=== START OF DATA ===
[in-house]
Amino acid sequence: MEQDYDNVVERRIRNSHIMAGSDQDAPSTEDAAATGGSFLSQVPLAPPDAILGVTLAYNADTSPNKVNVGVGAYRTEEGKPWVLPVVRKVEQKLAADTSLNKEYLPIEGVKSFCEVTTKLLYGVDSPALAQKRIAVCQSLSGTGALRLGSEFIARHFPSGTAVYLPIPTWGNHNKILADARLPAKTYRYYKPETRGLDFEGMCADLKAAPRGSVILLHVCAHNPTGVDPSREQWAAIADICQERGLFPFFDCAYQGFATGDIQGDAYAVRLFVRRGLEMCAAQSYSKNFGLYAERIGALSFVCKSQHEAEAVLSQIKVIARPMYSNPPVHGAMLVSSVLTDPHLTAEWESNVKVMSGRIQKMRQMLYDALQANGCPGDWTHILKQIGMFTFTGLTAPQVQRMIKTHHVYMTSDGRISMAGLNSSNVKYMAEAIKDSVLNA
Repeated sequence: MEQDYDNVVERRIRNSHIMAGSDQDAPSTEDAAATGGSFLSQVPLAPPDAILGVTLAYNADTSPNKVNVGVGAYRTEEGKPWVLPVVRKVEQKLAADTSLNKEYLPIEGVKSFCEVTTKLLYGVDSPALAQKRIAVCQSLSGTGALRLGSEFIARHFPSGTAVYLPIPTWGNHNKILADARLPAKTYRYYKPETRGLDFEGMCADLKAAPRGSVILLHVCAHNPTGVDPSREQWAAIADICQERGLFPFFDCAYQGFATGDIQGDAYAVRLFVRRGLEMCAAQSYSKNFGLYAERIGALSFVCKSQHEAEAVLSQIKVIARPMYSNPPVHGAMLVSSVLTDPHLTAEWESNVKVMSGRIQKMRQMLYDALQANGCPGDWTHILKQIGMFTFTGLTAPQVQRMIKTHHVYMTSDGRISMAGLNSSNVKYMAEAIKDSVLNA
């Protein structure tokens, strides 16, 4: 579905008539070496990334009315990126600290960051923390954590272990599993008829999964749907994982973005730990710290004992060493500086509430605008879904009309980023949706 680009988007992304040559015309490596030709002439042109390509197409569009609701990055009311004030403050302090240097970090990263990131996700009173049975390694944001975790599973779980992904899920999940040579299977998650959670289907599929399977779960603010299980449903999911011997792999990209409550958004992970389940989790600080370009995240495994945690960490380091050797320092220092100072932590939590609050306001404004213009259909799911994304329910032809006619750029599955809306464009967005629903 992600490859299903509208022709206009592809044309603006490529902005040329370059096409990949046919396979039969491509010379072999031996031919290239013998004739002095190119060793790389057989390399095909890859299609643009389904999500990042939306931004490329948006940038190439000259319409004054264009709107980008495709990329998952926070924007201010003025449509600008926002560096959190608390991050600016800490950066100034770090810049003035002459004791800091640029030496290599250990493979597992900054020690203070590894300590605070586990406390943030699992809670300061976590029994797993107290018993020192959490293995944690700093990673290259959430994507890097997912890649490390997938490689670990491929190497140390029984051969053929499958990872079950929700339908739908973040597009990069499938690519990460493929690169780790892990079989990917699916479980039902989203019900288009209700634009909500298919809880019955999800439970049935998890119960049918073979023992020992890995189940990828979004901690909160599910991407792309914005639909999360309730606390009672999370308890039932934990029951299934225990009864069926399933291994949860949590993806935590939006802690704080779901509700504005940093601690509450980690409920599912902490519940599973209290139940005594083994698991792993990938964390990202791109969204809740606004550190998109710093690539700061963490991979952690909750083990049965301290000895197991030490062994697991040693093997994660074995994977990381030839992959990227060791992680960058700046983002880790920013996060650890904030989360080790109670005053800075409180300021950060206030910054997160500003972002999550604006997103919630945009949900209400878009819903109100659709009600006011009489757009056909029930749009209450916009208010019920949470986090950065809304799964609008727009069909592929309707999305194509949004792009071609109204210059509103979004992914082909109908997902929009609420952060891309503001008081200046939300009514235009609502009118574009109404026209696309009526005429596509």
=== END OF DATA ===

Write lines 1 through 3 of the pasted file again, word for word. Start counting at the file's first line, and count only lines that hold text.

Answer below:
[in-house]
Amino acid sequence: MEQDYDNVVERRIRNSHIMAGSDQDAPSTEDAAATGGSFLSQVPLAPPDAILGVTLAYNADTSPNKVNVGVGAYRTEEGKPWVLPVVRKVEQKLAADTSLNKEYLPIEGVKSFCEVTTKLLYGVDSPALAQKRIAVCQSLSGTGALRLGSEFIARHFPSGTAVYLPIPTWGNHNKILADARLPAKTYRYYKPETRGLDFEGMCADLKAAPRGSVILLHVCAHNPTGVDPSREQWAAIADICQERGLFPFFDCAYQGFATGDIQGDAYAVRLFVRRGLEMCAAQSYSKNFGLYAERIGALSFVCKSQHEAEAVLSQIKVIARPMYSNPPVHGAMLVSSVLTDPHLTAEWESNVKVMSGRIQKMRQMLYDALQANGCPGDWTHILKQIGMFTFTGLTAPQVQRMIKTHHVYMTSDGRISMAGLNSSNVKYMAEAIKDSVLNA
Repeated sequence: MEQDYDNVVERRIRNSHIMAGSDQDAPSTEDAAATGGSFLSQVPLAPPDAILGVTLAYNADTSPNKVNVGVGAYRTEEGKPWVLPVVRKVEQKLAADTSLNKEYLPIEGVKSFCEVTTKLLYGVDSPALAQKRIAVCQSLSGTGALRLGSEFIARHFPSGTAVYLPIPTWGNHNKILADARLPAKTYRYYKPETRGLDFEGMCADLKAAPRGSVILLHVCAHNPTGVDPSREQWAAIADICQERGLFPFFDCAYQGFATGDIQGDAYAVRLFVRRGLEMCAAQSYSKNFGLYAERIGALSFVCKSQHEAEAVLSQIKVIARPMYSNPPVHGAMLVSSVLTDPHLTAEWESNVKVMSGRIQKMRQMLYDALQANGCPGDWTHILKQIGMFTFTGLTAPQVQRMIKTHHVYMTSDGRISMAGLNSSNVKYMAEAIKDSVLNA